projects

latrines

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A major health and environmental issue in Soloy is the lack of sanitary infrastructure. Therefore, Medo has begun a latrine project: organizing communities to contribute labor and soliciting funds to contribute materials in order to bring the most basic of public health necessities to the community.

The project was first visualized by Medo pioneer Marie-Rose Shoucri in 2006, who with a background in public health immediately recognized the need for this most basic sanitary infrastructure. She met with local community members to ascertain an interest, and found that, indeed, the community wanted to build latrines and would participate in the construction if supplied with the materials. With the hep of SAMA, materials were donated for the construction of two latrines.

In the summer of 2007, Amanda Gabster, who was volunteering in the health clinic, noted the great number of gastrointestinal problems, "On the first day at work, I noticed that over a quarter of the patients that come into the clinic have gastrointestinal worms, diarrhoea and/or vomiting; the majority of the cases are babies and children." Amanda therefore decided to become involved in the latrine project. She formulated the goal of building 50 latrines in 5 areas. Amanda met with each of the 5 communities weekly to hold discusssions on the importance of latrines, and their maintanence. "In the first meeting in each community, I was told the same story: the community members had asked the Panamanian Ministry of Health to construct latrines in their towns, however the Ministry has done nothing for years. The communities I chose have no aqueduct system or latrines. Community members have agreed, more than willingly, to do the work of the latrine construction and ongoing maintenance. They will carry the materials to the areas (reachable only by foot or horse from Soloy), supply the wood or bamboo for the latrine frame, dig the hole and construct the latrine." Amanda is in Canada now, studying and fundraising for future latrine construction. During her stay in Soloy, a model two-hole latrine was built at a school in Alto Bonito, a town one and a half hours from Soloy (and hence the health clinic).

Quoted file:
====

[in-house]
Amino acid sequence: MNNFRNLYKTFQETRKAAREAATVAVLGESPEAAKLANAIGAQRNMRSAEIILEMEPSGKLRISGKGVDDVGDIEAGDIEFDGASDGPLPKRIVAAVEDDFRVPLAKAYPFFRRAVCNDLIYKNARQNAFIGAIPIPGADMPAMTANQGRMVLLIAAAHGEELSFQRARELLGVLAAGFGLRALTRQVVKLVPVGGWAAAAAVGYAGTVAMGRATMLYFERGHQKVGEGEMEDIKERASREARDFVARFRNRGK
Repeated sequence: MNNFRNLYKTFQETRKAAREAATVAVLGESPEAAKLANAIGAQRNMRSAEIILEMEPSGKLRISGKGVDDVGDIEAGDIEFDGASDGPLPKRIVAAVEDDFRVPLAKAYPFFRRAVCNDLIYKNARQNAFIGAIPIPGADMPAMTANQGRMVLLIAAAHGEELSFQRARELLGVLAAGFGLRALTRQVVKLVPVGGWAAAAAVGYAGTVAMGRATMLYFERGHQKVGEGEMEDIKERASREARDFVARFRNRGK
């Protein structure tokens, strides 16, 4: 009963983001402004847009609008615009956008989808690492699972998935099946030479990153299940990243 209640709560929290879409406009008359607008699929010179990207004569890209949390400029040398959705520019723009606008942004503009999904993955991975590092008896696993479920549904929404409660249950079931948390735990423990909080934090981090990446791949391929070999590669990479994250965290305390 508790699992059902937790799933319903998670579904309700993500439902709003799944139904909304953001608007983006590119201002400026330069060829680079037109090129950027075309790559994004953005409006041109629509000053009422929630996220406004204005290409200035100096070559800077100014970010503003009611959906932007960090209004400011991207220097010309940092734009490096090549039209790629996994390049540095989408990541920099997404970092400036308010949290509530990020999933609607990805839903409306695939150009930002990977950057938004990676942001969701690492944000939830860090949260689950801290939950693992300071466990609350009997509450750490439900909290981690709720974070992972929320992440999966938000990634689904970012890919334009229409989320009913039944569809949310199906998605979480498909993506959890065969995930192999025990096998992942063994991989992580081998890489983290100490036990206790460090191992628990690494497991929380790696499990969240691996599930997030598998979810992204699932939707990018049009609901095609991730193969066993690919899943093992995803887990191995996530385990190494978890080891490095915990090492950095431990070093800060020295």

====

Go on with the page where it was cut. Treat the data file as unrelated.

The total construction costs for one 2 seat latrine is estimated at $150: materials at $80, transportation $45 and rice, lentils, coffee and bread for the workers at $25. The latrines are constructed with the permission and guidance of the Panamanian Ministry of Health in order to ensure that safe and sustainable latrines are built.

Joel Lankford, Executive Director of the St. Patrick Hospital Foundation in Missoula, Montana has graciously offered to facilitate donation collection by providing 501(c)(3) tax-deductible status for latrine construction with Project Ngobe Bugle.

To donate:

· Please make checks payable to:
St. Patrick Hospital Foundation- Attn: Joel Lankford
P.O. Box 4587 Missoula, MT 59806
USA
MEMO: Panama Sanitation

·Or make online payments at the following website: https://app.etapestry.com/hosted/StPatrickHospitalandHealt/OnlineDonation.html

Check the “other” box and be sure to type that the donation is for the Panama Sanitation Project in the comment box.

 

 

 

 

created by anna zaniewski for medo 2007